First, you’ll have to forgive the horrible pun–I’m still braindead from my recent trip to New York City and susceptible to bad judgement calls. Puns, the temptation to cut my own bangs, watching Sharknado 3 last night…
But I didn’t actually want to discuss the series of increasingly outrageous shark movies. I wanted to talk about book miniseries. I have a new book coming out! FALLING FOR THE SHERIFF will be available for download as an e-book starting August 1 and should be hitting bookstore shelves by mid-month. It’s the first book in my new small town series Cupid’s Bow, Texas.
It’s funny because for the first dozen books of my career, I only wrote “standalones.” It never occurred to me to keep writing about familiar characters or settings even though some of my favorite authors do just that. Kresley Cole’s Immortals After Dark hot paranormals? I am a HUGE fan girl. (Seriously. I have no dignity at all when I talk to her.) And, after discovering the first two, I read every Harry Potter book the day it was released, saw every movie and may or may not have attended the screening of Deathly Hallows Pt. 2 dressed as Luna Lovegood. (You don’t have the photo. You can’t prove anything.)
I love fictional communities. I love picking up a JD Robb “In Death” book and seeing how the characters’ lives are progressing, whether it’s Eve & Roarke’s marriage, Peabody making detective, or Eve’s best friend having a baby. And let’s not even talk about the four zillion “Sweet Valley High” books I read when I was twelve. My favorite television shows are usually ones with a tight-knit community of characters, whether they’re the quirky employees of Pawnee, Indiana’s Parks & Recreation Department or a vampire slayer, her best friends and her Watcher. So why wasn’t I building my own community, book after book?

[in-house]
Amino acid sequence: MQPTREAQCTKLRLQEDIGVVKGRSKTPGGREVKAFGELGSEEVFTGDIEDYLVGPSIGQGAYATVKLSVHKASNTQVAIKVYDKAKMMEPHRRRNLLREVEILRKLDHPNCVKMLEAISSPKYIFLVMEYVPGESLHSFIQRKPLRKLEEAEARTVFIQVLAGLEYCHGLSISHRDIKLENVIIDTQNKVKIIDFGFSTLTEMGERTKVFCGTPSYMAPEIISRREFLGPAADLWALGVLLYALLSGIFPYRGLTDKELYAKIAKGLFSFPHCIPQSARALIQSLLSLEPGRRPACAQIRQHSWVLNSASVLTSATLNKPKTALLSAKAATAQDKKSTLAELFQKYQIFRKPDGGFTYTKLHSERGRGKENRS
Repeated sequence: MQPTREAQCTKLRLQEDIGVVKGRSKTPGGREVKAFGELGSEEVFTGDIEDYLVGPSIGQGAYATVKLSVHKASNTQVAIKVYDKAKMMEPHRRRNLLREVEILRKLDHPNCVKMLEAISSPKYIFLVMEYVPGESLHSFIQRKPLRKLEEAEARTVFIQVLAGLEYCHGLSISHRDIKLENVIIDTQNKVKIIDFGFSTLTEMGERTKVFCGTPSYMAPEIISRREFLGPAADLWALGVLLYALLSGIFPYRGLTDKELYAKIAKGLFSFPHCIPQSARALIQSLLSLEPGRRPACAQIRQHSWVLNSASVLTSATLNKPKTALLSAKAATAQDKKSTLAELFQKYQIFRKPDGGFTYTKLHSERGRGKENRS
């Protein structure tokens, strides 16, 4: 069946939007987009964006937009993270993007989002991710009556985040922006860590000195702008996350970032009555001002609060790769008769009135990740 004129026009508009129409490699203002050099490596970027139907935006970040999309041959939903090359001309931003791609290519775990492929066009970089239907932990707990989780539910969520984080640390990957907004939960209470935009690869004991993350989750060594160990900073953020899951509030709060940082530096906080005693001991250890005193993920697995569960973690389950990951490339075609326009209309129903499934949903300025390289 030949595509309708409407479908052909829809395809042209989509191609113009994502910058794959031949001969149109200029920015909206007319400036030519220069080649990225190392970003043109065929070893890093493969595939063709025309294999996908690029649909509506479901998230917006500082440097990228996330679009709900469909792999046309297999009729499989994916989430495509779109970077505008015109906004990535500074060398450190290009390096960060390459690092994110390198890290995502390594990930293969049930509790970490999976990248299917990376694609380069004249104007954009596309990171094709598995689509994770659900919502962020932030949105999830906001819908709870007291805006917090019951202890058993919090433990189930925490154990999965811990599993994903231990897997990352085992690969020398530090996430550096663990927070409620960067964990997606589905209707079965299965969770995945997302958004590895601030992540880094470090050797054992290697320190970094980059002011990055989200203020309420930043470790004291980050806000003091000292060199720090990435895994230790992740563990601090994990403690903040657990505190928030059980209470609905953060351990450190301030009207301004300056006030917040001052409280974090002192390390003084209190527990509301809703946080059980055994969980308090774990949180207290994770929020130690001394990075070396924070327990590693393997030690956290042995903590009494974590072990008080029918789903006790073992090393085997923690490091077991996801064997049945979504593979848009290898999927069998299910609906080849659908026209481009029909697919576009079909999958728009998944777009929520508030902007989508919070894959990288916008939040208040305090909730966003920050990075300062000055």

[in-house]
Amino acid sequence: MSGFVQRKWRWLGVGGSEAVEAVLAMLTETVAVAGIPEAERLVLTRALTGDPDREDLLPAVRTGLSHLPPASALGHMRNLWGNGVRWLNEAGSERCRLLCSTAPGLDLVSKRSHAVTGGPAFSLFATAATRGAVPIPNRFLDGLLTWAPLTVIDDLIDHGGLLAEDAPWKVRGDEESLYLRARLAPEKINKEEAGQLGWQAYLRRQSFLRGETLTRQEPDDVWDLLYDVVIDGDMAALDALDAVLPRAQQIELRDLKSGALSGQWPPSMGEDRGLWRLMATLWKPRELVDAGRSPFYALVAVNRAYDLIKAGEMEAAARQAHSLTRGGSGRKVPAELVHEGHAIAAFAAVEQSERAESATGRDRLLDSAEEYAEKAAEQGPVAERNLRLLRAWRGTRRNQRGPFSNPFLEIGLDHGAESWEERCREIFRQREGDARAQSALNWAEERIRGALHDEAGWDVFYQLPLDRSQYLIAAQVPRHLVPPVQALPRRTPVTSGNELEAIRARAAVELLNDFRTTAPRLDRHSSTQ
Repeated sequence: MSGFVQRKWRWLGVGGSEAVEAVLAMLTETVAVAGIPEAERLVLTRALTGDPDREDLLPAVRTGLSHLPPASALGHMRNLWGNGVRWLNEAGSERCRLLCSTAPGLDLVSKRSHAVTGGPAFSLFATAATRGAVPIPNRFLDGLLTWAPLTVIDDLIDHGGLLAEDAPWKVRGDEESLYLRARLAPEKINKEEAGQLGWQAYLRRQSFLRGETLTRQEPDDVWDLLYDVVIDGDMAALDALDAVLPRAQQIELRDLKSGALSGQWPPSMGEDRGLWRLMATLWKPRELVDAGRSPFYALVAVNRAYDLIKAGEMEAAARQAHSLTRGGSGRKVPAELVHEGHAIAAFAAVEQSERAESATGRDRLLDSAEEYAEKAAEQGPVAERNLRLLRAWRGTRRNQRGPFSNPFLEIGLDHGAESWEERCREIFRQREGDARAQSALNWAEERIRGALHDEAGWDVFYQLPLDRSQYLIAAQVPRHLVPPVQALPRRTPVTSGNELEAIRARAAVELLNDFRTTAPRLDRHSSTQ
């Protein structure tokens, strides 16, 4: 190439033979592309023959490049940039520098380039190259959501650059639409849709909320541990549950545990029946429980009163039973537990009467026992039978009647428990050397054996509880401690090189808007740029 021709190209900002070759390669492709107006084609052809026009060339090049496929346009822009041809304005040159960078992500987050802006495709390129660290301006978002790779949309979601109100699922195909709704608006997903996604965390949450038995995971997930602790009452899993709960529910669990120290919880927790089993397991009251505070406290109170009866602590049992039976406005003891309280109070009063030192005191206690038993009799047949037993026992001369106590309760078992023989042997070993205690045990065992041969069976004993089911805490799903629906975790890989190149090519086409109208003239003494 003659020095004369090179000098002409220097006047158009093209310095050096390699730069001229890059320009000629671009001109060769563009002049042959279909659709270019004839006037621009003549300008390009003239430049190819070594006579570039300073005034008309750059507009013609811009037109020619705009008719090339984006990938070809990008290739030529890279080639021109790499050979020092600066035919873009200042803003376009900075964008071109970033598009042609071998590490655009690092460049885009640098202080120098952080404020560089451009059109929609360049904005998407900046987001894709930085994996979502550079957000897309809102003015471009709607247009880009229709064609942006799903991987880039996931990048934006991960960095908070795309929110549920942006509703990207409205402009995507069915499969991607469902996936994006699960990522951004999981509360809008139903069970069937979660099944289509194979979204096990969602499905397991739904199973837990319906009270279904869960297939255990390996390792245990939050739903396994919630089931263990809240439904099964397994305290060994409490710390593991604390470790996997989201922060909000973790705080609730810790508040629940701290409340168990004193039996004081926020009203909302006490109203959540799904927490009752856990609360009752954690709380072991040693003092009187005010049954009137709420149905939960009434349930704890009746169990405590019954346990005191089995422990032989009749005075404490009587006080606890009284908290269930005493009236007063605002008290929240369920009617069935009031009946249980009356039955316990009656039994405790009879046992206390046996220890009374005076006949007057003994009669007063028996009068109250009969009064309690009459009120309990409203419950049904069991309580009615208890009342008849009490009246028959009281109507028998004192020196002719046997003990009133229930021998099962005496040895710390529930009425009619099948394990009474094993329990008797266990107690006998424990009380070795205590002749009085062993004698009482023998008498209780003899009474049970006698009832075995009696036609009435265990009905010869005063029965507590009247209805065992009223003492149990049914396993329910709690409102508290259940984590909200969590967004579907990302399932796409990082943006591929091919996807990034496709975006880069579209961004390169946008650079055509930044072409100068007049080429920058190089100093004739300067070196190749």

I have now done a few miniseries, such as the Colorado Cades trilogy and Four Seasons in Mistletoe, but those were finite. I knew before I started them that it would only be a certain number. Then I had to start all over, reinventing the wheel–coming up with a new place and all new people. My editors and I have left the Cupid’s Bow series open-ended and I hope to be writing them for a long time to come.
But if you’re going to write a series, there are a few things to keep in mind.
1) The sooner you start a record of all the characters, the better. Details will trip you up. Decide early when a character’s birthday is and what color his eyes are. Mistakes later will jar readers from your story. A record of overlapping plot timelines is also critical.
2) You’re stuck with the facts you create. If you have a secondary character who has five kids and you want to write her book later but five kids is too many to keep track of on page, you can’t suddenly pretend that one of them didn’t exist. Perhaps the child can go stay with Grandma, but you have to acknowledge the absence. Similarly, if you have an anti-hero type who would make an interesting protagonist down the road, make sure you don’t have them do anything in an earlier book that you can’t redeem.
3) If you don’t subtly create expectations, readers will develop their own. Sometimes I give a minor character a few great lines of dialogue and readers will attach to that character, sending me emails like “Will the cranky old postman have his own book?” It would be very difficult for me to convince my editors to buy a book where the cranky postman is the hot hero. So while I like all of my characters to be interesting and have some great exchanges, I’m working harder to make it clear with each book who the hero and/or heroine of the next book will be. That gives readers something specific to look forward and hopefully they’ll be invested enough to pre-order the next book!
Currently, I’m working on Book 2 in the Cupid’s Bow series (Falling for the Rancher) but when I’m done, I plan to go on a massive reading binge. What are some of YOUR favorite book series that I should check out?